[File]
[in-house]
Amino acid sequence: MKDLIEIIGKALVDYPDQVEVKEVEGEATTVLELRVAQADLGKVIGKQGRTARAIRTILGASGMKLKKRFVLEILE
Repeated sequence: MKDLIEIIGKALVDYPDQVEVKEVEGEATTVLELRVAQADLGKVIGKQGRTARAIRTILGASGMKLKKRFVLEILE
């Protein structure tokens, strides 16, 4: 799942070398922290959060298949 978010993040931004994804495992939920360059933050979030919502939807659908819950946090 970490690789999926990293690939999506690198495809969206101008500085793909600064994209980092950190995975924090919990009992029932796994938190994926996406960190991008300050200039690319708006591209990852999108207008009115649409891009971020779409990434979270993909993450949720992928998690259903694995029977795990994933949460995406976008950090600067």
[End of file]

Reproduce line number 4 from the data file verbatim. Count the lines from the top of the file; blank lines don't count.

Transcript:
């Protein structure tokens, strides 16, 4: 799942070398922290959060298949 978010993040931004994804495992939920360059933050979030919502939807659908819950946090 970490690789999926990293690939999506690198495809969206101008500085793909600064994209980092950190995975924090919990009992029932796994938190994926996406960190991008300050200039690319708006591209990852999108207008009115649409891009971020779409990434979270993909993450949720992928998690259903694995029977795990994933949460995406976008950090600067």